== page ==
Mexico’s Lazaro Cardenas port thrives — with commerce and crime

MEXICO CITY — The city of Lazaro Cardenas is a scrappy Mexican success story.

The once-obscure industrial port, between Puerto Vallarta and Acapulco, has grown significantly over the last decade, using cheap domestic dock labor and a direct railroad connection to Texas to attract international cargo ships that might have otherwise gone to the Port of Los Angeles.

But it also has earned a darker reputation.

Precursor chemicals for methamphetamine are widely known to be smuggled in to Lazaro Cardenas in multi-ton batches on ships arriving from Asia: One typical bust in December 2011 netted 1,600 barrels that had originated in Shanghai. The drug barons of Mexico’s wild western states are known to use Lazaro Cardenas as a receiving point for cocaine shipments from Colombia and Peru, and to ship drugs north to the United States.

The government of President Enrique Peña Nieto this week took its boldest step yet in its effort to solve the problems plaguing Mexico’s second-busiest container port, sending in the military and federal police to take over security functions from the municipal police force. Federal officials hope to cut off a key source of profit for the cartels, particularly a group known as the Knights Templar, whose reign of terror has plunged much of the surrounding state of Michoacan into near-anarchy.

Experts suspect that Peña Nieto’s hand was forced by the deteriorating security situation across Michoacan, an important agricultural state just a few hours’ drive from Mexico City. In numerous mountain villages, the powerful Knights are locked in a vicious struggle for control of drug routes with a competing cartel and are battling a wave of armed peasant vigilante groups.


On Oct. 27, assailants believed by many to be cartel members blew up at least nine electric power plants in Michoacan and bombed a number of federally run gas stations. The attacks amplified the growing concern that the state has devolved into something worse than a mere distraction for a president who took office in December hoping to downplay the drug war and focus on the economy.

“Now it’s open terrorism, and clearly the state is out of control,” said Jorge Chabat, a Mexico City security expert. “As a government, you can’t allow that. If Michoacan becomes ungovernable, soon your neighboring states become ungovernable, and you lose the country.”

A federal government security official told The Times in June that Lazaro Cardenas had essentially fallen under the control of the Knights Templar, which had branched out into a number of legal and illegal business dealings that may have eclipsed its earnings from drug shipments at the port.

This week, the newspaper Milenio, citing federal sources, described what it called “a true gold mine” of commerce under Knights Templar control, including trade in cattle, Chinese-made fashion knockoffs, and pirated CDs and DVDs. The cartel is said to demand extortion payments from tiny bars, tortillerias and multimillion-dollar companies alike.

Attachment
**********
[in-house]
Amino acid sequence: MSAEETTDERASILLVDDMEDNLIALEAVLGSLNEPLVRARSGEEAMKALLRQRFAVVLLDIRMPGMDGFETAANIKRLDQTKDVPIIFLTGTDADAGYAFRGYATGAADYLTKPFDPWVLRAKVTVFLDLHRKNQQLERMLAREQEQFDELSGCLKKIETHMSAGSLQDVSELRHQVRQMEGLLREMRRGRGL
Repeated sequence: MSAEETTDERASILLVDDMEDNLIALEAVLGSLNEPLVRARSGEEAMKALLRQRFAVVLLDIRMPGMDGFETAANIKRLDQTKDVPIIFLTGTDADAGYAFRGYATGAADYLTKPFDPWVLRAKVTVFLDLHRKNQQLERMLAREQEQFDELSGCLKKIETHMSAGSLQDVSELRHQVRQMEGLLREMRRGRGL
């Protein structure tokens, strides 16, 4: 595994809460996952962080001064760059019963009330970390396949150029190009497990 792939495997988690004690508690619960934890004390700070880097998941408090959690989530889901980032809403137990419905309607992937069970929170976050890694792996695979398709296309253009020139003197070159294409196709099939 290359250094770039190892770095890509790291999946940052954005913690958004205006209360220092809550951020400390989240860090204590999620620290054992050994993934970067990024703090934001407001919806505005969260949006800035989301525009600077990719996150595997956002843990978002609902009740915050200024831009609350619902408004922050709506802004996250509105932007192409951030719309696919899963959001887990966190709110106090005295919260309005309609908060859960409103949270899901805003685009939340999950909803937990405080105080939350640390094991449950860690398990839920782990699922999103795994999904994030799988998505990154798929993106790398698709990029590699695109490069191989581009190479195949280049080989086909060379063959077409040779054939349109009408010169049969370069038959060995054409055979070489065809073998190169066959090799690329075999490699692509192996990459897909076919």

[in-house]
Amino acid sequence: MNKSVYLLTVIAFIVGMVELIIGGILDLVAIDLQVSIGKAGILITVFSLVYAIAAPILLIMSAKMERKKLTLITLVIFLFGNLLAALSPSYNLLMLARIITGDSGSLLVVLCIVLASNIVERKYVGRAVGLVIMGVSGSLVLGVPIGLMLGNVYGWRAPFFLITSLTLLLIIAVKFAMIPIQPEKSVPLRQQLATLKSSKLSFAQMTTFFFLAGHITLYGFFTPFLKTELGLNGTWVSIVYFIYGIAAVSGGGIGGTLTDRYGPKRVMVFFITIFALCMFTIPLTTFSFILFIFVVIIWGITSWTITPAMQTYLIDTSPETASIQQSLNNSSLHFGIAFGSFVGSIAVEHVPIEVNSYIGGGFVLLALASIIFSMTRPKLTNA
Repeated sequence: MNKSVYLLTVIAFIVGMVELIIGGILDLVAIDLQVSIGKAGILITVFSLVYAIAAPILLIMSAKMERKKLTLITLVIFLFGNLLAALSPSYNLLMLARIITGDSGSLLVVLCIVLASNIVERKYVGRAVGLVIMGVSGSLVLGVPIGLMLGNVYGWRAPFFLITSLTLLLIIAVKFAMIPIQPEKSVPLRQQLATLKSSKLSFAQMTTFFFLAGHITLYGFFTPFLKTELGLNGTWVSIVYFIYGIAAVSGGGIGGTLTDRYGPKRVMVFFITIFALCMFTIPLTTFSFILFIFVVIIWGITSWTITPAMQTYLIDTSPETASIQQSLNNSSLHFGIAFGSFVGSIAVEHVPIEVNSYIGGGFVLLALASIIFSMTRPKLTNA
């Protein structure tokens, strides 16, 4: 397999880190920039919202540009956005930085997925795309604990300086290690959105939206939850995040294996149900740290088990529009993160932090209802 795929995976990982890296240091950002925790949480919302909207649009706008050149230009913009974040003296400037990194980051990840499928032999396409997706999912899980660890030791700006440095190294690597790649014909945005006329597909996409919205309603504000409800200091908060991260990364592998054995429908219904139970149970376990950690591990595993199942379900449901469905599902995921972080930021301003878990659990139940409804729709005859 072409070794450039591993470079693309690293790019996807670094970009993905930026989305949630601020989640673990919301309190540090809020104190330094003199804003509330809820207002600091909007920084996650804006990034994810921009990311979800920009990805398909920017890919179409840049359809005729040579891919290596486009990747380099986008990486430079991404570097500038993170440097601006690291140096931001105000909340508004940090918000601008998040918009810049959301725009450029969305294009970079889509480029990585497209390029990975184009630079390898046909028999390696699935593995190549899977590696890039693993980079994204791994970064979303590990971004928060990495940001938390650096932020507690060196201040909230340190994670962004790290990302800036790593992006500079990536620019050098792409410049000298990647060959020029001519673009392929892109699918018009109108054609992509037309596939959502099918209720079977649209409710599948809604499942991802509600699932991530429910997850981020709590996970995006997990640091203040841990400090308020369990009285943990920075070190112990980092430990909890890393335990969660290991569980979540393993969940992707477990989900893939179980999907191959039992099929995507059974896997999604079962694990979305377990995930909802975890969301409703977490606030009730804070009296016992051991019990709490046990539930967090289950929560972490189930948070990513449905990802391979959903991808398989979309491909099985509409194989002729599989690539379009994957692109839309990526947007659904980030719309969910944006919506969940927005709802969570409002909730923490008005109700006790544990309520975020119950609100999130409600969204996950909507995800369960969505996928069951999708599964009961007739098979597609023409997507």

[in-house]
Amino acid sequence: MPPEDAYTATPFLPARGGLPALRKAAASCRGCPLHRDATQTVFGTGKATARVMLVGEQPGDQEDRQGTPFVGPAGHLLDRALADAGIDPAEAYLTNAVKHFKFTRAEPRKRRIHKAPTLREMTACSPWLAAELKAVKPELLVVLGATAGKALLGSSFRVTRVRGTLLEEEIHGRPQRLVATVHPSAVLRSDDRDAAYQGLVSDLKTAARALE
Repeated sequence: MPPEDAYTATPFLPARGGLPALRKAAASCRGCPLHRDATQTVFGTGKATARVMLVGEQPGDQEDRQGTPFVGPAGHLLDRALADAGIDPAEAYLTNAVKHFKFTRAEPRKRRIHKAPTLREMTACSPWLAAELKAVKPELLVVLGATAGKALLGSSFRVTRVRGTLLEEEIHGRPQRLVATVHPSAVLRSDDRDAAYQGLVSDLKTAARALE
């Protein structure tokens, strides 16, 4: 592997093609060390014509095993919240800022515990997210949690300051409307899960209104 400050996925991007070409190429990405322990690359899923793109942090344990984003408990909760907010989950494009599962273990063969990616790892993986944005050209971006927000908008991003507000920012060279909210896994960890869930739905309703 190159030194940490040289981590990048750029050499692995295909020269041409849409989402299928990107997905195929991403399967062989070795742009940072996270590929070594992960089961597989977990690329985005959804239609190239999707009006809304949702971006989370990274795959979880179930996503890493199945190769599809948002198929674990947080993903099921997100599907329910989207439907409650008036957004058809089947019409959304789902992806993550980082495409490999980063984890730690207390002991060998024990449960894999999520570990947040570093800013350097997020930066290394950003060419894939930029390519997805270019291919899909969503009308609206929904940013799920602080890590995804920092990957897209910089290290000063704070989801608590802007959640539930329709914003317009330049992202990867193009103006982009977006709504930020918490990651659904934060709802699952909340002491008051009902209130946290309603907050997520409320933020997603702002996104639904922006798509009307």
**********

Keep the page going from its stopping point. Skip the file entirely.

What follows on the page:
And yet this wide-ranging corruption appears to have done little to stymie the legitimate business of the port, which saw the number of containers it handles yearly jump from 1,646 in 2003 to more than 950,000 in 2011, according to government figures. In November last year, the Dutch company APM Terminals began construction on a $900-million deep-water container terminal at Lazaro Cardenas.

Eduardo Sanchez, Peña Nieto’s security spokesman, said this week that the government had descended on Lazaro Cardenas after receiving tips about “acts of corruption” and collusion with the drug cartels. The Mexican navy is now charged with controlling the port area, and the federal police and army are patrolling the streets. Sanchez said the army would also “evaluate, and train, where appropriate” the municipal police.

Peña Nieto had already sent thousands of troops into Michoacan in May, and the new deployment at the port further jeopardizes his ability to make good on a campaign promise to move away from relying on the military to fight the nation’s drug war — a strategy that was favored by his predecessor, Felipe Calderon.

“What’s evident is that this idea that the security crisis could be confronted without the army hasn’t worked,” Chabat said this week.

What is less evident is whether the troops will be capable of bringing a long-term solution to the port. In December 2006, Calderon kicked off his own war against the narcos of Michoacan by sending in thousands of troops to the most troubled areas of the state, including Lazaro Cardenas.

The mission, a navy official said at the time, was to “practically seal the coasts of Michoacan to avert the trafficking of narcotics.”

News assistant Cecilia Sanchez and staff writer Tracy Wilkinson of The Times’ Mexico City bureau contributed to this report.